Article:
Ocean Eddies Impact Weather
July 8, 2013

Researchers Study Impact Of Ocean Eddies On Weather and Climate

redOrbit Staff & Wire Reports - Your Universe Online

Meteorologists have long been aware of the impact that large ocean currents have on the Earth's climate, but new research suggests smaller, swirling motions known as eddies can also have an impact on weather.

In research appearing in the journal Nature Geoscience, scientists from the Swiss Federal Institute of Technology (ETH Zurich) say these eddies typically arise due to the turbulence of ocean currents. A large number of these phenomena exist in each of the oceans at any time, with diameters of approximately 100 kilometers, according to the study authors.

Post-doctoral researcher Ivy Frenger and her colleagues analyzed satellite data in order to discover what impact these eddies had on the overlying atmosphere. They focused primarily in the Southern hemisphere, where eddies tend to be more common.

The ETH Zurich team was able to collect data on more than 600,000 transient eddies over the course of a decade. They compiled the data on those eddies and compared them to the corresponding overlying wind, cloud and precipitation data - information that had also been collected via satellite.

They discovered counter-clockwise rotating eddies (also known as anticyclonic eddies) typically caused a local increase in near-surface wind speed, cloud cover and rain probability. On the other hand, clockwise rotating eddies (also called cyclonic eddies) tended to cause reductions in near-surface wind speed, clouds and rainfall.

According to Frenger and her colleagues, surface water in anticyclonic eddies is warmer than in the surrounding waters, while the opposite is true for cyclonic eddies. These temperature variations are primarily due to whether the eddies originate from warmer or cooler waters, relative to their current position. The study authors determined wind speed increases of approximately five percent, cloud cover of three percent, and the probability of precipitation of eight percent for each degree Celsius that an eddy is warmer than its ambient water.

"The number of warm and cold eddies is similar in most of the ocean, so that their opposite signals in the atmosphere tend to neutralize themselves, likely leading to only a small change on average," the Institute said. "However, the oceanic eddies increase atmospheric variability and hence may influence extreme events.

"If a storm blows over such an eddy, peaks in the wind speed may be diminished or amplified depending on the sense of rotation of the underlying eddy. Possibly, eddies may also influence the intensity or course of such a storm," they added. "This study is the first examining such eddies systematically with regard to their impacts not only on wind and clouds but also on rainfall. Further, the ETH scientists inferred the mechanism of this phenomenon based on the spatial pattern of the local changes of the weather above the eddies."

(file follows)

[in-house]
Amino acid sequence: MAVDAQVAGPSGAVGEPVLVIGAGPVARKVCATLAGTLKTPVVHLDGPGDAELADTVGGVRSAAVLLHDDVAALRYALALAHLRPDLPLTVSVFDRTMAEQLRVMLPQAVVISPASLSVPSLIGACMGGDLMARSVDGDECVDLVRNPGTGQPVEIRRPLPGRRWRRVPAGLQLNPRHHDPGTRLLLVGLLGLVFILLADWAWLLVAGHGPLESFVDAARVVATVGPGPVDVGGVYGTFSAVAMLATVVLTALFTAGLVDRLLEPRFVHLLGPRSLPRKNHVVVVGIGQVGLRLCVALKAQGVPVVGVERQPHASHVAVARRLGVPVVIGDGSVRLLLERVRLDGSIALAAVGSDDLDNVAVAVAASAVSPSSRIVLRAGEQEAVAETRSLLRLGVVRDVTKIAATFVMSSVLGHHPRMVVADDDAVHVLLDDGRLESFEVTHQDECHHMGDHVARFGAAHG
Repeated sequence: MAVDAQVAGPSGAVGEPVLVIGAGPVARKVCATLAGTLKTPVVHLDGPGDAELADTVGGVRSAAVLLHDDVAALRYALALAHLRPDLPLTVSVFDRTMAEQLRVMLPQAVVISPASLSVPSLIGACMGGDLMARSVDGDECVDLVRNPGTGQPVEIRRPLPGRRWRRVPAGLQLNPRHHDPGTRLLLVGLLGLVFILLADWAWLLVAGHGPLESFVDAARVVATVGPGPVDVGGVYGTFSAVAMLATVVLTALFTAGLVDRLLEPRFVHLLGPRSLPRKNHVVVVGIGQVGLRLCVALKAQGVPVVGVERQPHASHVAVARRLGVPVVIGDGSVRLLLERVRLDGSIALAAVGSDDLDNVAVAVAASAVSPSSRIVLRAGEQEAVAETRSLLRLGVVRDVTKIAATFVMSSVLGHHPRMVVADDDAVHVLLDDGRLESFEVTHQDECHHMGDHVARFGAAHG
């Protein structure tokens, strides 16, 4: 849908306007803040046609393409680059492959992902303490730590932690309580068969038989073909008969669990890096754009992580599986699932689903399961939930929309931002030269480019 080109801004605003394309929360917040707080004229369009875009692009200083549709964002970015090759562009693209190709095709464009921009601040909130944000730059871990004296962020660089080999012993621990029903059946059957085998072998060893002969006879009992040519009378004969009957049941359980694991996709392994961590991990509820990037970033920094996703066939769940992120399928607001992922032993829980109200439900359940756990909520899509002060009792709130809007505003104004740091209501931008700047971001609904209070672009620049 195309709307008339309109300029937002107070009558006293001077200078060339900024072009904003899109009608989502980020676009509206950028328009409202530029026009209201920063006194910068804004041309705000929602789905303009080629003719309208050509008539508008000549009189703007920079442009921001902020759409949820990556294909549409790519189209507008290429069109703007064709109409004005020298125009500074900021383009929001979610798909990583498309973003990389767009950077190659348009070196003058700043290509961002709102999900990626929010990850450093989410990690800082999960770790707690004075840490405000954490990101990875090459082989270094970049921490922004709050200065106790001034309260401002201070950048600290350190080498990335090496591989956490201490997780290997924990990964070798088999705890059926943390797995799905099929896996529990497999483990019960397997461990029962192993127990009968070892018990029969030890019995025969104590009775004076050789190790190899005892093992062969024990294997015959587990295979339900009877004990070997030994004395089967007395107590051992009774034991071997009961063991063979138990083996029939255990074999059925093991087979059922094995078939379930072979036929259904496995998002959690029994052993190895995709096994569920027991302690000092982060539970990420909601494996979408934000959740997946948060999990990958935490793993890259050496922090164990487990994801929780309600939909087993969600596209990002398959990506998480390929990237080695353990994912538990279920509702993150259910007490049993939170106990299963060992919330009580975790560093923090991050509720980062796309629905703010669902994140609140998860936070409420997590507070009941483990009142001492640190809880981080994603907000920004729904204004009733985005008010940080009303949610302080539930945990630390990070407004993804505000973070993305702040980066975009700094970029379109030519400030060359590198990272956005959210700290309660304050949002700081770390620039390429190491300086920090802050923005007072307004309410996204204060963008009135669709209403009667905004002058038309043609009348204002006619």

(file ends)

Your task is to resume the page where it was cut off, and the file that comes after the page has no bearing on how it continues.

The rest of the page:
The authors offer two possible hypotheses for this in their study. The first claims the anomalous sea surface temperature of the eddies leads to a change in the overlying atmospheric temperature, which in turn leads to changes in surface pressure and compensating air flow in the form of wind. If this hypothesis was true, scientists should be able to detect wind speed changes at the edge of the eddies.

However, the ETH team discovered the wind speed changes actually occur in the center of the eddies, suggesting a different mechanism is the cause - "one where the anomalous ocean surface temperature modifies primarily the level of turbulence in the overlying atmosphere: the warmer the eddy, the greater the disturbance in the atmosphere above and the greater the altitude to which the eddy affects the lower atmosphere, which subsequently may change wind, clouds and rain," they explained.

Thus far, Frenger and her co-authors have only looked at the impact of ocean eddies on weather. They have yet to examine whether or not the resulting atmospheric changes influence the ocean. This possibility is currently being examined through the use of computer simulations, officials at the Institute said in a statement.